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“What else do we notice […]?  Two-tier storytelling.  Isn’t it strange how all three teams have gone to two-tier, independent of each other?
Maybe not.  You’ve cut the print page in half.  If you want each screen to make sense as a discrete entity, you have to respect the cut.  If you want each screen to contain enough information to make it worth reading, you need a strategy to maximise your panelling.  And if you want to be able to stretch out and get a big picture in there while still maintaining storytelling coherency, you’ve kind of got to go wide on the page.”

—Warren Ellis, from a fascinating post on formatting comics for reading in multiple formats, especially tablet, phone, web interface, and of course good old print. Ideas of modularity in comics composition make a lot of sense, when you consider the nested way they’re built fundamentally, in terms of discrete objects: images > panels > pages and on up.
Ellis touches on some recent comics designed for multiple platforms, including Mark Waid and Peter Krause’s new Insufferable, which has gotten some attention for being Waid’s big public splash into making webcomics. While I’m generally suspcious of Big Public Splashes, especially from old media into new media, new thinking is always a good thing. I’m especially interested in Warren Ellis’s ideas on format, as he’s been an early adopter of new formats for years and has a pretty clear-eyed thinking when it comes to what is possible and what should be possible in a given format. 

What else do we notice […]?  Two-tier storytelling.  Isn’t it strange how all three teams have gone to two-tier, independent of each other?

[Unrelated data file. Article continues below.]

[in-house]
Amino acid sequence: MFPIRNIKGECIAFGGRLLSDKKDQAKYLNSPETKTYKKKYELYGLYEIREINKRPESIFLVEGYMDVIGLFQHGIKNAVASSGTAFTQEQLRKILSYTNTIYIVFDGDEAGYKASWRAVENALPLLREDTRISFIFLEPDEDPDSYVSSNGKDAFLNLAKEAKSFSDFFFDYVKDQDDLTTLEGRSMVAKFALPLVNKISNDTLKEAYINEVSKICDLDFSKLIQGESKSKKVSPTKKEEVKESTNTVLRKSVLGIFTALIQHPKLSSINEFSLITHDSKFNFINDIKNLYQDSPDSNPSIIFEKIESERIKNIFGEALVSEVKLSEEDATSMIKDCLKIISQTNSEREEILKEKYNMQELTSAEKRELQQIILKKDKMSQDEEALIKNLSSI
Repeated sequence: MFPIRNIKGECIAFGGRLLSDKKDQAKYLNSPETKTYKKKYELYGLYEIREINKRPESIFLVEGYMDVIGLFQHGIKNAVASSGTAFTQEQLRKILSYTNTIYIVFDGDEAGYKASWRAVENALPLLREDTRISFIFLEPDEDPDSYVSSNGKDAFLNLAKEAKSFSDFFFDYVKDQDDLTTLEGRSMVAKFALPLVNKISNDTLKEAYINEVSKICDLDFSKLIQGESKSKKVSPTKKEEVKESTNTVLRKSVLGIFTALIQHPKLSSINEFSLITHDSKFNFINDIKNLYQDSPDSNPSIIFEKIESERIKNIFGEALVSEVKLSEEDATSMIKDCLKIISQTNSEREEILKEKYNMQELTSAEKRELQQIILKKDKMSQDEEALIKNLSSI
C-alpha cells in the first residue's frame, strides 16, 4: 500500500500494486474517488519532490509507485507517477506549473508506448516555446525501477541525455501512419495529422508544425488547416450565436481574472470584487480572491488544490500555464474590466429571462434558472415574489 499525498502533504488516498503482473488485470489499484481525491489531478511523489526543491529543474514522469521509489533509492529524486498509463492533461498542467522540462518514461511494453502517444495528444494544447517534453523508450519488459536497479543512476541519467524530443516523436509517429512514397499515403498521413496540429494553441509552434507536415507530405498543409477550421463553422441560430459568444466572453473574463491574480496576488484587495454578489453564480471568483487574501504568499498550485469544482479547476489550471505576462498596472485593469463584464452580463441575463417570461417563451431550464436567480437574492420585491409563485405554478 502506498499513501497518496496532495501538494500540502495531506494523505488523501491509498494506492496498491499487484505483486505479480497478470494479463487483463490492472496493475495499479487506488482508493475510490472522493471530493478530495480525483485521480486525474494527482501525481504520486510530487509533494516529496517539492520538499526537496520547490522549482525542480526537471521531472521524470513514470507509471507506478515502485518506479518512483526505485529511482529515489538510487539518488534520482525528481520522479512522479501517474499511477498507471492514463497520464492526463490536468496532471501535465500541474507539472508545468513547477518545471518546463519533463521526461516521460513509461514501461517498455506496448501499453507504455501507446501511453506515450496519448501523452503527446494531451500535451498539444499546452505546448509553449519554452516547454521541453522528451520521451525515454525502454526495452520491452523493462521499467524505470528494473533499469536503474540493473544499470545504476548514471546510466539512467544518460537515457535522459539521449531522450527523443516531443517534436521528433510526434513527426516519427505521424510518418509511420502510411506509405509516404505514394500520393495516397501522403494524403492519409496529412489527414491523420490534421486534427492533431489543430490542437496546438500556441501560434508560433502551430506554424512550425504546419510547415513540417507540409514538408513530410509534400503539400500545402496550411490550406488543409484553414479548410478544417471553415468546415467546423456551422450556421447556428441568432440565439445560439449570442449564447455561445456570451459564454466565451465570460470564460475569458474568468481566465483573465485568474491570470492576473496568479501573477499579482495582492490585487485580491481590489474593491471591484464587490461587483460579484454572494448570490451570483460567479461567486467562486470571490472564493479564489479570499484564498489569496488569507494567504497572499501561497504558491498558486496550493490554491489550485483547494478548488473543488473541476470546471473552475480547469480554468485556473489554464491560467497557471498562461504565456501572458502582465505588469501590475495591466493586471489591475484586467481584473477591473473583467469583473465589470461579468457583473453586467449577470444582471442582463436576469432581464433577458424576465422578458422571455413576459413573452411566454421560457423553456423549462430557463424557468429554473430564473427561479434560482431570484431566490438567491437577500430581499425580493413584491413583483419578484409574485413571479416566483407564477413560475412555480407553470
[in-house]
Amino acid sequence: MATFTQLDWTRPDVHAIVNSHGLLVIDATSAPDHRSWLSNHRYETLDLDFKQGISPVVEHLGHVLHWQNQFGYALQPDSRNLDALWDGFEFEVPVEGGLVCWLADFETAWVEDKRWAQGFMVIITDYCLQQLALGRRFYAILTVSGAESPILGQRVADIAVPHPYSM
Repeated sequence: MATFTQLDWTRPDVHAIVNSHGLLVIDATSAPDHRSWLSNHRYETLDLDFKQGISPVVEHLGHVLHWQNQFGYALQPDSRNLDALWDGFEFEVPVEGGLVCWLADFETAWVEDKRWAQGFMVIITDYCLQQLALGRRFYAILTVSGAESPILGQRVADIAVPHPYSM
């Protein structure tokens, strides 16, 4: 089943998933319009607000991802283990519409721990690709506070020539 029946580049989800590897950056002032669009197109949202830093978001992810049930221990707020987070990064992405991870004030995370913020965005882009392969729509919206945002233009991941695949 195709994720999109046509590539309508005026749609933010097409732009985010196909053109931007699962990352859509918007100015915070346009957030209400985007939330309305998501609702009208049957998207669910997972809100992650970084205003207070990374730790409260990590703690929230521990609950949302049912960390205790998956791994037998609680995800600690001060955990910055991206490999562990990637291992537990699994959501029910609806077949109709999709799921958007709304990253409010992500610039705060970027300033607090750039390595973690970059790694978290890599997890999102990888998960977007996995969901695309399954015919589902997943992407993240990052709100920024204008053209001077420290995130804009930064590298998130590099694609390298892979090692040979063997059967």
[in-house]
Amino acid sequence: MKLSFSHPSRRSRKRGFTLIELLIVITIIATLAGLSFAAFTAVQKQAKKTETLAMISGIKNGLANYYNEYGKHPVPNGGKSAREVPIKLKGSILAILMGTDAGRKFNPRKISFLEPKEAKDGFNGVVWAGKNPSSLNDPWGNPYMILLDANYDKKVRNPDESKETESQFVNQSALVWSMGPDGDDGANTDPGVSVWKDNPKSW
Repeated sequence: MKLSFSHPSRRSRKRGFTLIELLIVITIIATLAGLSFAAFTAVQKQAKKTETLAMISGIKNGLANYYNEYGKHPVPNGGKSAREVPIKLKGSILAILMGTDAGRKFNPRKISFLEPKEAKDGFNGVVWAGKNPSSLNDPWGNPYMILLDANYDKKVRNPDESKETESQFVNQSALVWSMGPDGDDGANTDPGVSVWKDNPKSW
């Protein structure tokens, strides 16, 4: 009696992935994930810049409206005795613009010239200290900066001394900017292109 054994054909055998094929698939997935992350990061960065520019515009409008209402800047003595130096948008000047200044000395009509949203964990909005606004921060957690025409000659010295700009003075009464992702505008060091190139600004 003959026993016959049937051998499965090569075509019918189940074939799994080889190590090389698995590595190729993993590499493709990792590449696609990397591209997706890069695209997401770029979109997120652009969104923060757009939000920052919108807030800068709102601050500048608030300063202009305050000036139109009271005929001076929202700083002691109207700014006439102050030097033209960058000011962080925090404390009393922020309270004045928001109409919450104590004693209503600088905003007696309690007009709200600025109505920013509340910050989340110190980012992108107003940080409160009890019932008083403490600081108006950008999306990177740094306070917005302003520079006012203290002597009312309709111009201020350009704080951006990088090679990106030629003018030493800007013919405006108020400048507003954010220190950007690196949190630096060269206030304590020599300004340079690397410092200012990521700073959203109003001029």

Maybe not.  You’ve cut the print page in half.  If you want each screen to make sense as a discrete entity, you have to respect the cut.  If you want each screen to contain enough information to make it worth reading, you need a strategy to maximise your panelling.  And if you want to be able to stretch out and get a big picture in there while still maintaining storytelling coherency, you’ve kind of got to go wide on the page.”

Warren Ellis, from a fascinating post on formatting comics for reading in multiple formats, especially tablet, phone, web interface, and of course good old print. Ideas of modularity in comics composition make a lot of sense, when you consider the nested way they’re built fundamentally, in terms of discrete objects: images > panels > pages and on up.

Ellis touches on some recent comics designed for multiple platforms, including Mark Waid and Peter Krause’s new Insufferable, which has gotten some attention for being Waid’s big public splash into making webcomics. While I’m generally suspcious of Big Public Splashes, especially from old media into new media, new thinking is always a good thing. I’m especially interested in Warren Ellis’s ideas on format, as he’s been an early adopter of new formats for years and has a pretty clear-eyed thinking when it comes to what is possible and what should be possible in a given format.